TOKYO -- Prices for U.S. liquefied petroleum gas have climbed on the back of surging demand, undercutting an advantage Japan importers had gained in branching out from Middle East suppliers.
The Mont Belvieu spot price, named for a city in Texas, serves as a benchmark for Japanese imports of American LPG, a category that includes propane and butane. The average for the month of July stood at 65 cents a gallon, up about 30% from a year earlier.
U.S.-produced LPG accounted for 36% of all LPG imports to Japan in the fiscal year through March 2017, data from the Japan LP Gas Association shows. As recently as fiscal 2011, the American share was a mere 1%. Meanwhile, the share imported from the Middle East dropped from 87% to 54% during that period.
Wholesalers say the portion of American LPG soared due to a push to diversify sources. But the cheapness of the U.S.-produced fuel also played a major role. Prices of fresh American imports to Japan topped those from the Middle East for only four months in fiscal 2013, when the U.S. share started to climb.
But in the past year through July 2017, U.S. prices exceeded Middle East prices for seven months, indicating that the American product does not enjoy much of a discount anymore.
Mont Belvieu spot prices are entirely dependent on the U.S. internal supply balance. Japan and other Asian countries have stepped up imports of U.S. LPG, which puts a strain on American supplies and drives up procurement costs.
The U.S. is losing its luster as a cheap alternative source for the liquefied gas. Furthermore, this has given Middle East rivals a prime opportunity to make up lost ground.
Saudi Arabian Oil Co., better known as Saudi Aramco, sets contract prices for LPG exports, primarily based on Asian demand. But around 2013, the state-owned energy major began establishing prices with an eye on Asian customers turning to the American substitute.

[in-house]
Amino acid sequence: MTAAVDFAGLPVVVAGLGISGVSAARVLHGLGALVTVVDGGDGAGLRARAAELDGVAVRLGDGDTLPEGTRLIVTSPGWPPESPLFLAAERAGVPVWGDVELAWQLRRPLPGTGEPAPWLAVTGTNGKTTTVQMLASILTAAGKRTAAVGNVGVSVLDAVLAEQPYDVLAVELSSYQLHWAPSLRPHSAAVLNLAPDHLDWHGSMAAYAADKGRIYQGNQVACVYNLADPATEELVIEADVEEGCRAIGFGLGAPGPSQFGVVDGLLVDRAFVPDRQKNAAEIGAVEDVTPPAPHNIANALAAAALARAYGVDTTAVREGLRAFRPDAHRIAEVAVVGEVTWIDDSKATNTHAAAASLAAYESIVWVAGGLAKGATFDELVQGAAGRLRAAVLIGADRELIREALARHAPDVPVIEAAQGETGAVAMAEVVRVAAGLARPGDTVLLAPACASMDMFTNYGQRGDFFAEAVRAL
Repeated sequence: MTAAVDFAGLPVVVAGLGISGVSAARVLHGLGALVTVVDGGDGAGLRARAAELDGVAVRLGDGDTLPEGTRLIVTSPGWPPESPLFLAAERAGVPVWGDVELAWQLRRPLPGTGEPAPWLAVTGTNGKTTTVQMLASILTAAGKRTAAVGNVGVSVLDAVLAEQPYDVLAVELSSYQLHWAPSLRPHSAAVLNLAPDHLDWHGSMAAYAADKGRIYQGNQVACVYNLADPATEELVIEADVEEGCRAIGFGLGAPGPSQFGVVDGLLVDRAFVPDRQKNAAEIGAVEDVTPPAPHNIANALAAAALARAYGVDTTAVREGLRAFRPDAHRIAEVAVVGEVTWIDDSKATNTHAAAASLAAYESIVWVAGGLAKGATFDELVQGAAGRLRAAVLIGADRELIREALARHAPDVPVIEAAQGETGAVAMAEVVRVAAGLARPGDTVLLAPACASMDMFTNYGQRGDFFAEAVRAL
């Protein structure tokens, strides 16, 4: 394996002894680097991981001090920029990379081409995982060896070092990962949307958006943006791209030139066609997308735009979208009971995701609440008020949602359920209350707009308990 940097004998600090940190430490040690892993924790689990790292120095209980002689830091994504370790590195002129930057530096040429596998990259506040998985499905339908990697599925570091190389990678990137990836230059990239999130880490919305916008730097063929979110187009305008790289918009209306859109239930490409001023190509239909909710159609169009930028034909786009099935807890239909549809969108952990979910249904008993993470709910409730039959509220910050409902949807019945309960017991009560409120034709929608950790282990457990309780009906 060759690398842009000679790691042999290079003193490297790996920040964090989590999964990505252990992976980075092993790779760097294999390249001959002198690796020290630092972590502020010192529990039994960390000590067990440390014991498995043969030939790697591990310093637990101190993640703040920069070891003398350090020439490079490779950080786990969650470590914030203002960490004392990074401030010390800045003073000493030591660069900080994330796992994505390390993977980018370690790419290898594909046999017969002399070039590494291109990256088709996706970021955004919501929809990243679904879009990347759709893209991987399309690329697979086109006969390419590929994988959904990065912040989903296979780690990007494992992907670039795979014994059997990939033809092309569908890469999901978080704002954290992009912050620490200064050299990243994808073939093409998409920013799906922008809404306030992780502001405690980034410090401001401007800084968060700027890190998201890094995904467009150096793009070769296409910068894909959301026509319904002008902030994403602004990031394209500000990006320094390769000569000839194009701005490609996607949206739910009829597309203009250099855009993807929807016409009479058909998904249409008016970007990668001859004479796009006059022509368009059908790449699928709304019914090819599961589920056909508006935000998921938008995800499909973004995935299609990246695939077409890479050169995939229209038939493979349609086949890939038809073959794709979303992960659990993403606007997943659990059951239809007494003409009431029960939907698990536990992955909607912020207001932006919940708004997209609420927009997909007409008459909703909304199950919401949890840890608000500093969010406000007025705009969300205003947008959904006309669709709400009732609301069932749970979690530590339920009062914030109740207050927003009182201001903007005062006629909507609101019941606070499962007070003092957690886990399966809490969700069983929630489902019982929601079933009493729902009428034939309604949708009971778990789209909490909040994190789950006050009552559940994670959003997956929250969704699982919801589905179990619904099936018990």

Now that Mont Belvieu spots have gotten pricier, "conditions are ripe for the Saudis to set contract prices that are cheaper than Mont Belvieu prices," said Masaki Mita, head of the Japan office for Argus Media, a British research firm focused on the energy market.
This year, Japanese LPG wholesalers, including industry leader Astomos Energy -- a partnership of Idemitsu Kosan and Mitsubishi Corp. -- have started basing their pricing schemes in part on Mont Belvieu spots. Up to that point, those companies used only Saudi contract prices as the baseline. But under that arrangement "they were not able to transfer costs of procuring from the U.S.," revealed an insider.
And now severe weather patterns will likely exacerbate the situation. Last month, Hurricane Harvey devastated a vast area of Texas, a state dense with LPG production centers and export terminals. International shipments of the commodity have been suspended across the board due to flooding and other disruptions. As a result, LPG prices have jumped 9% since Harvey's landfall.
The hurricane "exposed the fragile state of the U.S. export infrastructure," said Takayuki Nogami, chief economist at Japan Oil, Gas and Metals National Corp. With U.S. LPG's sway in the Japanese market growing sharply in five years, Japan's wholesalers find themselves grappling as much as ever with price fluctuations and supply shortages -- two risks they had hoped to mitigate.